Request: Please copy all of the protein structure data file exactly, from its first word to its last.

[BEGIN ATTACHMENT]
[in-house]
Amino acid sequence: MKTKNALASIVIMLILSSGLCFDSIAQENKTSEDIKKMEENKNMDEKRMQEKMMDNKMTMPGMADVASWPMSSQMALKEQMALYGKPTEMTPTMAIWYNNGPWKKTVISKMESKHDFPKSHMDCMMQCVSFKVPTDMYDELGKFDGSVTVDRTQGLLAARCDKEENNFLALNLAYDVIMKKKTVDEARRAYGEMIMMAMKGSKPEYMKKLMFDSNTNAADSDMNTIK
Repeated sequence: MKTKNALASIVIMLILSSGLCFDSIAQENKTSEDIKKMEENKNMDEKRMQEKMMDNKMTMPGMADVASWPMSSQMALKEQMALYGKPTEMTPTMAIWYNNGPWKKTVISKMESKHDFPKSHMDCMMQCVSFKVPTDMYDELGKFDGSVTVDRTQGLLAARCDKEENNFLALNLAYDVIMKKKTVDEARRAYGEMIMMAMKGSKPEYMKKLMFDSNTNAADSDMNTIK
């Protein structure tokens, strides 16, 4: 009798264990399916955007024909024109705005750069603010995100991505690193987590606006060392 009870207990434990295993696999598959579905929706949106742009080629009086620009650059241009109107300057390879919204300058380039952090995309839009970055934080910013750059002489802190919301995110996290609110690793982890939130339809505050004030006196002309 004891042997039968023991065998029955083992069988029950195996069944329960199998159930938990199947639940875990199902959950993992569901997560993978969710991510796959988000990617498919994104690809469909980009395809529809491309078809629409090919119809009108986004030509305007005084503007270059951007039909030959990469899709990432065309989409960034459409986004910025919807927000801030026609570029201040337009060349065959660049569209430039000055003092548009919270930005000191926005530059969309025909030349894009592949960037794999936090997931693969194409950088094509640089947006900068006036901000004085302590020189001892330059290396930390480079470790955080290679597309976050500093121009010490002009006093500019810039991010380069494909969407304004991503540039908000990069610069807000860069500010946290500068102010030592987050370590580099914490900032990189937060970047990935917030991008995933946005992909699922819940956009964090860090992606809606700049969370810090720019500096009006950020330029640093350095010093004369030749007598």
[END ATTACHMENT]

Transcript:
[in-house]
Amino acid sequence: MKTKNALASIVIMLILSSGLCFDSIAQENKTSEDIKKMEENKNMDEKRMQEKMMDNKMTMPGMADVASWPMSSQMALKEQMALYGKPTEMTPTMAIWYNNGPWKKTVISKMESKHDFPKSHMDCMMQCVSFKVPTDMYDELGKFDGSVTVDRTQGLLAARCDKEENNFLALNLAYDVIMKKKTVDEARRAYGEMIMMAMKGSKPEYMKKLMFDSNTNAADSDMNTIK
Repeated sequence: MKTKNALASIVIMLILSSGLCFDSIAQENKTSEDIKKMEENKNMDEKRMQEKMMDNKMTMPGMADVASWPMSSQMALKEQMALYGKPTEMTPTMAIWYNNGPWKKTVISKMESKHDFPKSHMDCMMQCVSFKVPTDMYDELGKFDGSVTVDRTQGLLAARCDKEENNFLALNLAYDVIMKKKTVDEARRAYGEMIMMAMKGSKPEYMKKLMFDSNTNAADSDMNTIK
């Protein structure tokens, strides 16, 4: 009798264990399916955007024909024109705005750069603010995100991505690193987590606006060392 009870207990434990295993696999598959579905929706949106742009080629009086620009650059241009109107300057390879919204300058380039952090995309839009970055934080910013750059002489802190919301995110996290609110690793982890939130339809505050004030006196002309 004891042997039968023991065998029955083992069988029950195996069944329960199998159930938990199947639940875990199902959950993992569901997560993978969710991510796959988000990617498919994104690809469909980009395809529809491309078809629409090919119809009108986004030509305007005084503007270059951007039909030959990469899709990432065309989409960034459409986004910025919807927000801030026609570029201040337009060349065959660049569209430039000055003092548009919270930005000191926005530059969309025909030349894009592949960037794999936090997931693969194409950088094509640089947006900068006036901000004085302590020189001892330059290396930390480079470790955080290679597309976050500093121009010490002009006093500019810039991010380069494909969407304004991503540039908000990069610069807000860069500010946290500068102010030592987050370590580099914490900032990189937060970047990935917030991008995933946005992909699922819940956009964090860090992606809606700049969370810090720019500096009006950020330029640093350095010093004369030749007598």